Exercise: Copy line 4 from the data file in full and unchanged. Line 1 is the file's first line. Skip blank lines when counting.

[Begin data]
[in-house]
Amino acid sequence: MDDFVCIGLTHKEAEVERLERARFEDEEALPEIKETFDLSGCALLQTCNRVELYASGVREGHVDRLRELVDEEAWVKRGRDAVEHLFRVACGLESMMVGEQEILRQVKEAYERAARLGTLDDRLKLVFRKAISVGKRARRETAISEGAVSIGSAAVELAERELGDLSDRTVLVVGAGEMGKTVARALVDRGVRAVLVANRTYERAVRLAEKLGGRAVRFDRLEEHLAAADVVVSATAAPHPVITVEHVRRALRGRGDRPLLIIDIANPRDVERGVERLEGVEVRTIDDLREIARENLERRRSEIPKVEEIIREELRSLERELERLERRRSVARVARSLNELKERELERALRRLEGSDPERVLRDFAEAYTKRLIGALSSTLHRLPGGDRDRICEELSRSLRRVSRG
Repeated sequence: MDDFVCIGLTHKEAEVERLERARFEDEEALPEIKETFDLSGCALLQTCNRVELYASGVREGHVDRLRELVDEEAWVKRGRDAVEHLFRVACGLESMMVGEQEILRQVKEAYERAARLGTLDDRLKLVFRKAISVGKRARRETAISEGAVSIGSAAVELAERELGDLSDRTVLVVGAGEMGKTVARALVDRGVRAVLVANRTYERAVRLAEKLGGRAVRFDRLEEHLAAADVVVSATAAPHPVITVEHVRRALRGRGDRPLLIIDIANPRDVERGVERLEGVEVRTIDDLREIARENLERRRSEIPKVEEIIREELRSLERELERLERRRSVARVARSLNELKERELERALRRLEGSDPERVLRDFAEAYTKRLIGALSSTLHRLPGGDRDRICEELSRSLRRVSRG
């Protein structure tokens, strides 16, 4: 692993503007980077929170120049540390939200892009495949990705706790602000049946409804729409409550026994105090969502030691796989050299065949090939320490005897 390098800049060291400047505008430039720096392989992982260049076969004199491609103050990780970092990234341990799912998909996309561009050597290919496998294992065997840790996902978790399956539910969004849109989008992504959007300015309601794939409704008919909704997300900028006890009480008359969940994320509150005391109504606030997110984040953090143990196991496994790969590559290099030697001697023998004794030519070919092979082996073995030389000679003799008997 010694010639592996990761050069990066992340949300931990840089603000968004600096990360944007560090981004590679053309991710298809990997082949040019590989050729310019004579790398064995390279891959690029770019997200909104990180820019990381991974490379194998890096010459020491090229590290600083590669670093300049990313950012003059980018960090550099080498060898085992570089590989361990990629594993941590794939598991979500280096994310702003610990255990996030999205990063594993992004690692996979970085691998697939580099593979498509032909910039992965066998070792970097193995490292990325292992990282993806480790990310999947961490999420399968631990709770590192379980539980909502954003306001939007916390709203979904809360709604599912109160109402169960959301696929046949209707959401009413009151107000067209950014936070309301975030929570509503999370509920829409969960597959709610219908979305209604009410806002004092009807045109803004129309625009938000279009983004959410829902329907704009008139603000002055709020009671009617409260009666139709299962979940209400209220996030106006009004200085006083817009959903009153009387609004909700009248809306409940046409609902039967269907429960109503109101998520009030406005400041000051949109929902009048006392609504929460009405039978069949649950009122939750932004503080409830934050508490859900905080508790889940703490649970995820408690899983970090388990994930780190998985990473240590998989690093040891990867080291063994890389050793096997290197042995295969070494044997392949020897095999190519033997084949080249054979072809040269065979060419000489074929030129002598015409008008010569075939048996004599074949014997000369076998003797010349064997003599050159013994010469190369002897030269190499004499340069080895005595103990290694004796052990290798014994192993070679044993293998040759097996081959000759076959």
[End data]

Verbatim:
């Protein structure tokens, strides 16, 4: 692993503007980077929170120049540390939200892009495949990705706790602000049946409804729409409550026994105090969502030691796989050299065949090939320490005897 390098800049060291400047505008430039720096392989992982260049076969004199491609103050990780970092990234341990799912998909996309561009050597290919496998294992065997840790996902978790399956539910969004849109989008992504959007300015309601794939409704008919909704997300900028006890009480008359969940994320509150005391109504606030997110984040953090143990196991496994790969590559290099030697001697023998004794030519070919092979082996073995030389000679003799008997 010694010639592996990761050069990066992340949300931990840089603000968004600096990360944007560090981004590679053309991710298809990997082949040019590989050729310019004579790398064995390279891959690029770019997200909104990180820019990381991974490379194998890096010459020491090229590290600083590669670093300049990313950012003059980018960090550099080498060898085992570089590989361990990629594993941590794939598991979500280096994310702003610990255990996030999205990063594993992004690692996979970085691998697939580099593979498509032909910039992965066998070792970097193995490292990325292992990282993806480790990310999947961490999420399968631990709770590192379980539980909502954003306001939007916390709203979904809360709604599912109160109402169960959301696929046949209707959401009413009151107000067209950014936070309301975030929570509503999370509920829409969960597959709610219908979305209604009410806002004092009807045109803004129309625009938000279009983004959410829902329907704009008139603000002055709020009671009617409260009666139709299962979940209400209220996030106006009004200085006083817009959903009153009387609004909700009248809306409940046409609902039967269907429960109503109101998520009030406005400041000051949109929902009048006392609504929460009405039978069949649950009122939750932004503080409830934050508490859900905080508790889940703490649970995820408690899983970090388990994930780190998985990473240590998989690093040891990867080291063994890389050793096997290197042995295969070494044997392949020897095999190519033997084949080249054979072809040269065979060419000489074929030129002598015409008008010569075939048996004599074949014997000369076998003797010349064997003599050159013994010469190369002897030269190499004499340069080895005595103990290694004796052990290798014994192993070679044993293998040759097996081959000759076959």